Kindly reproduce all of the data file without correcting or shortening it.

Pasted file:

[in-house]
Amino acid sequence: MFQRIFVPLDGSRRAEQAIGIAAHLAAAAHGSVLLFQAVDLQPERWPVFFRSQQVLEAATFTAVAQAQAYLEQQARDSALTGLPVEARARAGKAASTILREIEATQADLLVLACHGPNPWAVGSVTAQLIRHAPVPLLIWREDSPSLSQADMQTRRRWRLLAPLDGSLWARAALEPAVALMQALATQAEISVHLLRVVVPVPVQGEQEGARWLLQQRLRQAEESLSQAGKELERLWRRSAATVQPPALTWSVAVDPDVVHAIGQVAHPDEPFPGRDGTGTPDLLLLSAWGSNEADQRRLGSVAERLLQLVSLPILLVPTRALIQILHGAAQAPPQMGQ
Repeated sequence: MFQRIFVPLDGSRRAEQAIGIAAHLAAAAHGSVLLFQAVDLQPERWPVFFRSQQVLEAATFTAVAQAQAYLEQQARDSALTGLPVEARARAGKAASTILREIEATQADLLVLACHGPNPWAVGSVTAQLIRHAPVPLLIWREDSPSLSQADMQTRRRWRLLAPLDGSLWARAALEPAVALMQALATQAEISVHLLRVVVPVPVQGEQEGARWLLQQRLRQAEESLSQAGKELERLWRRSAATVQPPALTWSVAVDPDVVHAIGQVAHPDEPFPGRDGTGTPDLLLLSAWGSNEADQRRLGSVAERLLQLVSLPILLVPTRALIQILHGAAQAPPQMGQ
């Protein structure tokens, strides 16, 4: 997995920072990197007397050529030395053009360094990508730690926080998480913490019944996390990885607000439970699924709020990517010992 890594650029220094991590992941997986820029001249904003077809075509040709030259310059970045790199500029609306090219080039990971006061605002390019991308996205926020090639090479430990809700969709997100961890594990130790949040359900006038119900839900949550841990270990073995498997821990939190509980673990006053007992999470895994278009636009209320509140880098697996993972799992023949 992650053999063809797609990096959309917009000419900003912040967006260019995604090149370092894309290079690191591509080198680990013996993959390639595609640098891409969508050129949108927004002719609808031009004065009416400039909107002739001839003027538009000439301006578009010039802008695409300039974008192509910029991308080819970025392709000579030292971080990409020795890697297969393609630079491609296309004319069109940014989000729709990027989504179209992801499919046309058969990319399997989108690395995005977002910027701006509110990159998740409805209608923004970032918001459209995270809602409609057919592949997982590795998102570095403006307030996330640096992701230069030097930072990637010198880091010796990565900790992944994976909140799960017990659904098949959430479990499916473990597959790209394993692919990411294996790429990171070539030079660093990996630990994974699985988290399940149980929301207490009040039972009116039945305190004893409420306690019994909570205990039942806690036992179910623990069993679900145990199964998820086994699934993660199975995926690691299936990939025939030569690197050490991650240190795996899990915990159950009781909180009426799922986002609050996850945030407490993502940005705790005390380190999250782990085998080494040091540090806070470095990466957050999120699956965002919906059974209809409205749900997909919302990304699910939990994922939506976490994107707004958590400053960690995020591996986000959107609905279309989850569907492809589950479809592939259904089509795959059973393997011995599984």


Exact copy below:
[in-house]
Amino acid sequence: MFQRIFVPLDGSRRAEQAIGIAAHLAAAAHGSVLLFQAVDLQPERWPVFFRSQQVLEAATFTAVAQAQAYLEQQARDSALTGLPVEARARAGKAASTILREIEATQADLLVLACHGPNPWAVGSVTAQLIRHAPVPLLIWREDSPSLSQADMQTRRRWRLLAPLDGSLWARAALEPAVALMQALATQAEISVHLLRVVVPVPVQGEQEGARWLLQQRLRQAEESLSQAGKELERLWRRSAATVQPPALTWSVAVDPDVVHAIGQVAHPDEPFPGRDGTGTPDLLLLSAWGSNEADQRRLGSVAERLLQLVSLPILLVPTRALIQILHGAAQAPPQMGQ
Repeated sequence: MFQRIFVPLDGSRRAEQAIGIAAHLAAAAHGSVLLFQAVDLQPERWPVFFRSQQVLEAATFTAVAQAQAYLEQQARDSALTGLPVEARARAGKAASTILREIEATQADLLVLACHGPNPWAVGSVTAQLIRHAPVPLLIWREDSPSLSQADMQTRRRWRLLAPLDGSLWARAALEPAVALMQALATQAEISVHLLRVVVPVPVQGEQEGARWLLQQRLRQAEESLSQAGKELERLWRRSAATVQPPALTWSVAVDPDVVHAIGQVAHPDEPFPGRDGTGTPDLLLLSAWGSNEADQRRLGSVAERLLQLVSLPILLVPTRALIQILHGAAQAPPQMGQ
């Protein structure tokens, strides 16, 4: 997995920072990197007397050529030395053009360094990508730690926080998480913490019944996390990885607000439970699924709020990517010992 890594650029220094991590992941997986820029001249904003077809075509040709030259310059970045790199500029609306090219080039990971006061605002390019991308996205926020090639090479430990809700969709997100961890594990130790949040359900006038119900839900949550841990270990073995498997821990939190509980673990006053007992999470895994278009636009209320509140880098697996993972799992023949 992650053999063809797609990096959309917009000419900003912040967006260019995604090149370092894309290079690191591509080198680990013996993959390639595609640098891409969508050129949108927004002719609808031009004065009416400039909107002739001839003027538009000439301006578009010039802008695409300039974008192509910029991308080819970025392709000579030292971080990409020795890697297969393609630079491609296309004319069109940014989000729709990027989504179209992801499919046309058969990319399997989108690395995005977002910027701006509110990159998740409805209608923004970032918001459209995270809602409609057919592949997982590795998102570095403006307030996330640096992701230069030097930072990637010198880091010796990565900790992944994976909140799960017990659904098949959430479990499916473990597959790209394993692919990411294996790429990171070539030079660093990996630990994974699985988290399940149980929301207490009040039972009116039945305190004893409420306690019994909570205990039942806690036992179910623990069993679900145990199964998820086994699934993660199975995926690691299936990939025939030569690197050490991650240190795996899990915990159950009781909180009426799922986002609050996850945030407490993502940005705790005390380190999250782990085998080494040091540090806070470095990466957050999120699956965002919906059974209809409205749900997909919302990304699910939990994922939506976490994107707004958590400053960690995020591996986000959107609905279309989850569907492809589950479809592939259904089509795959059973393997011995599984």